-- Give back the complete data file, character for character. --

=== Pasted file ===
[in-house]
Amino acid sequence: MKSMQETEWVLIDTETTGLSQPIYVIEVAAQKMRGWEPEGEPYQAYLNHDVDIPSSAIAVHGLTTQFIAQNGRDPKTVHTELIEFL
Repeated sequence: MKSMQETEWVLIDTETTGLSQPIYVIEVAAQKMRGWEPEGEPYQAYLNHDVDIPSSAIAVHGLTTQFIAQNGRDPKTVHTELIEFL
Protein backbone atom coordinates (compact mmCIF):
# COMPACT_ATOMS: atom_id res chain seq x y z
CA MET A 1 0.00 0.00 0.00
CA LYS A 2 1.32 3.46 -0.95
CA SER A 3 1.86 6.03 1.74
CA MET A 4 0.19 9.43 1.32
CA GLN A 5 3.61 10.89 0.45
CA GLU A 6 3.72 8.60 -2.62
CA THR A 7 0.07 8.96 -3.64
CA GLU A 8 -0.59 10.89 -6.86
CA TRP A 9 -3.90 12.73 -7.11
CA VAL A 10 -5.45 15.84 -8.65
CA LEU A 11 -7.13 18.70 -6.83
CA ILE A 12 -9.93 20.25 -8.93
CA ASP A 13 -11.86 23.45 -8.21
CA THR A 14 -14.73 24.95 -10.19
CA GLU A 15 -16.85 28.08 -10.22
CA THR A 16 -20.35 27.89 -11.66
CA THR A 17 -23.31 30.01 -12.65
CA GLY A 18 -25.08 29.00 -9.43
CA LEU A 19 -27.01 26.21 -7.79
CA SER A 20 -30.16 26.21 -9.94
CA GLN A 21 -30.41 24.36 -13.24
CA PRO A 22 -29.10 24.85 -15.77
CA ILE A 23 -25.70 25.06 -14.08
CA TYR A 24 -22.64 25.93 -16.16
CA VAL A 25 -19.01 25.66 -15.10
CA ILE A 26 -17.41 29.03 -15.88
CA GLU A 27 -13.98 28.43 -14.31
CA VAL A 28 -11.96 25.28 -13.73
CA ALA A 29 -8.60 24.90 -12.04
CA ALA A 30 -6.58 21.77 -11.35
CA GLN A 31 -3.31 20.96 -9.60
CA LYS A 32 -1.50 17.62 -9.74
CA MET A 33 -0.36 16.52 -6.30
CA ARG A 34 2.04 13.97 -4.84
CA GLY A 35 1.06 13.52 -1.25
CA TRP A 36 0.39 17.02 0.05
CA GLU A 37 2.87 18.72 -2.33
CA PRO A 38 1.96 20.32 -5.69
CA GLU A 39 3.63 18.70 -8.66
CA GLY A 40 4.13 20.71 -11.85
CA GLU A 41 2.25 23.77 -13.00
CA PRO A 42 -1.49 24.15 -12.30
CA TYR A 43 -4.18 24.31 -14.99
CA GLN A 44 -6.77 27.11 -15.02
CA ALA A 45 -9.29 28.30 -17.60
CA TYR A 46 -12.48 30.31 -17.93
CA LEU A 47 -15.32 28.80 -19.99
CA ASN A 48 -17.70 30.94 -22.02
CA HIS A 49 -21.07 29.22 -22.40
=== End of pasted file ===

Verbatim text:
[in-house]
Amino acid sequence: MKSMQETEWVLIDTETTGLSQPIYVIEVAAQKMRGWEPEGEPYQAYLNHDVDIPSSAIAVHGLTTQFIAQNGRDPKTVHTELIEFL
Repeated sequence: MKSMQETEWVLIDTETTGLSQPIYVIEVAAQKMRGWEPEGEPYQAYLNHDVDIPSSAIAVHGLTTQFIAQNGRDPKTVHTELIEFL
Protein backbone atom coordinates (compact mmCIF):
# COMPACT_ATOMS: atom_id res chain seq x y z
CA MET A 1 0.00 0.00 0.00
CA LYS A 2 1.32 3.46 -0.95
CA SER A 3 1.86 6.03 1.74
CA MET A 4 0.19 9.43 1.32
CA GLN A 5 3.61 10.89 0.45
CA GLU A 6 3.72 8.60 -2.62
CA THR A 7 0.07 8.96 -3.64
CA GLU A 8 -0.59 10.89 -6.86
CA TRP A 9 -3.90 12.73 -7.11
CA VAL A 10 -5.45 15.84 -8.65
CA LEU A 11 -7.13 18.70 -6.83
CA ILE A 12 -9.93 20.25 -8.93
CA ASP A 13 -11.86 23.45 -8.21
CA THR A 14 -14.73 24.95 -10.19
CA GLU A 15 -16.85 28.08 -10.22
CA THR A 16 -20.35 27.89 -11.66
CA THR A 17 -23.31 30.01 -12.65
CA GLY A 18 -25.08 29.00 -9.43
CA LEU A 19 -27.01 26.21 -7.79
CA SER A 20 -30.16 26.21 -9.94
CA GLN A 21 -30.41 24.36 -13.24
CA PRO A 22 -29.10 24.85 -15.77
CA ILE A 23 -25.70 25.06 -14.08
CA TYR A 24 -22.64 25.93 -16.16
CA VAL A 25 -19.01 25.66 -15.10
CA ILE A 26 -17.41 29.03 -15.88
CA GLU A 27 -13.98 28.43 -14.31
CA VAL A 28 -11.96 25.28 -13.73
CA ALA A 29 -8.60 24.90 -12.04
CA ALA A 30 -6.58 21.77 -11.35
CA GLN A 31 -3.31 20.96 -9.60
CA LYS A 32 -1.50 17.62 -9.74
CA MET A 33 -0.36 16.52 -6.30
CA ARG A 34 2.04 13.97 -4.84
CA GLY A 35 1.06 13.52 -1.25
CA TRP A 36 0.39 17.02 0.05
CA GLU A 37 2.87 18.72 -2.33
CA PRO A 38 1.96 20.32 -5.69
CA GLU A 39 3.63 18.70 -8.66
CA GLY A 40 4.13 20.71 -11.85
CA GLU A 41 2.25 23.77 -13.00
CA PRO A 42 -1.49 24.15 -12.30
CA TYR A 43 -4.18 24.31 -14.99
CA GLN A 44 -6.77 27.11 -15.02
CA ALA A 45 -9.29 28.30 -17.60
CA TYR A 46 -12.48 30.31 -17.93
CA LEU A 47 -15.32 28.80 -19.99
CA ASN A 48 -17.70 30.94 -22.02
CA HIS A 49 -21.07 29.22 -22.40